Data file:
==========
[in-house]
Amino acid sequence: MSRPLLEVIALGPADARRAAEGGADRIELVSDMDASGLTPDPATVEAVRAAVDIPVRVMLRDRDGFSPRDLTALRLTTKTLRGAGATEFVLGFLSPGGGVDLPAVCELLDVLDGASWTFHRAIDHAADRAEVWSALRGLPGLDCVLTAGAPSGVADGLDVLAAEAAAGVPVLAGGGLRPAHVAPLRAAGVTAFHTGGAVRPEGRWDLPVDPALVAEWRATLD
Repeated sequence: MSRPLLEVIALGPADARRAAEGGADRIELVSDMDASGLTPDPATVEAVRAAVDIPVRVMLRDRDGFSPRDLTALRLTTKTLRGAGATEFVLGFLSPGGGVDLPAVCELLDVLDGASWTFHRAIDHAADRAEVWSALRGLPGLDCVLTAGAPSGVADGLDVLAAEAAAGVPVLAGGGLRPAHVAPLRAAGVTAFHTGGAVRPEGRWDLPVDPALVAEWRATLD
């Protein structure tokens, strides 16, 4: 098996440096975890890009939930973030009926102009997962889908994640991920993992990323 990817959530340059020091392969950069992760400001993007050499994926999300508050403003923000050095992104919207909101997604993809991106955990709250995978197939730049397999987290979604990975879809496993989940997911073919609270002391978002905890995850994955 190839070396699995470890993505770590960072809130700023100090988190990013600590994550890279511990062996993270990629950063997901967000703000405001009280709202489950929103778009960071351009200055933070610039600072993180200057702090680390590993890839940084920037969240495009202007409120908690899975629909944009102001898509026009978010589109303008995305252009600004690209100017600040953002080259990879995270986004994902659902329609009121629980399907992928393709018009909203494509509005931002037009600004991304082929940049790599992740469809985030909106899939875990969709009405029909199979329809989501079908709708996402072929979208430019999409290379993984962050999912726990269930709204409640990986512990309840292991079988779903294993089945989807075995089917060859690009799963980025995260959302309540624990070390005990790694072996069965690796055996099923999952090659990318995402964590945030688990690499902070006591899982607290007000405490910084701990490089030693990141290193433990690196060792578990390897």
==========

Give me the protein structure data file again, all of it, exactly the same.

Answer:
[in-house]
Amino acid sequence: MSRPLLEVIALGPADARRAAEGGADRIELVSDMDASGLTPDPATVEAVRAAVDIPVRVMLRDRDGFSPRDLTALRLTTKTLRGAGATEFVLGFLSPGGGVDLPAVCELLDVLDGASWTFHRAIDHAADRAEVWSALRGLPGLDCVLTAGAPSGVADGLDVLAAEAAAGVPVLAGGGLRPAHVAPLRAAGVTAFHTGGAVRPEGRWDLPVDPALVAEWRATLD
Repeated sequence: MSRPLLEVIALGPADARRAAEGGADRIELVSDMDASGLTPDPATVEAVRAAVDIPVRVMLRDRDGFSPRDLTALRLTTKTLRGAGATEFVLGFLSPGGGVDLPAVCELLDVLDGASWTFHRAIDHAADRAEVWSALRGLPGLDCVLTAGAPSGVADGLDVLAAEAAAGVPVLAGGGLRPAHVAPLRAAGVTAFHTGGAVRPEGRWDLPVDPALVAEWRATLD
């Protein structure tokens, strides 16, 4: 098996440096975890890009939930973030009926102009997962889908994640991920993992990323 990817959530340059020091392969950069992760400001993007050499994926999300508050403003923000050095992104919207909101997604993809991106955990709250995978197939730049397999987290979604990975879809496993989940997911073919609270002391978002905890995850994955 190839070396699995470890993505770590960072809130700023100090988190990013600590994550890279511990062996993270990629950063997901967000703000405001009280709202489950929103778009960071351009200055933070610039600072993180200057702090680390590993890839940084920037969240495009202007409120908690899975629909944009102001898509026009978010589109303008995305252009600004690209100017600040953002080259990879995270986004994902659902329609009121629980399907992928393709018009909203494509509005931002037009600004991304082929940049790599992740469809985030909106899939875990969709009405029909199979329809989501079908709708996402072929979208430019999409290379993984962050999912726990269930709204409640990986512990309840292991079988779903294993089945989807075995089917060859690009799963980025995260959302309540624990070390005990790694072996069965690796055996099923999952090659990318995402964590945030688990690499902070006591899982607290007000405490910084701990490089030693990141290193433990690196060792578990390897």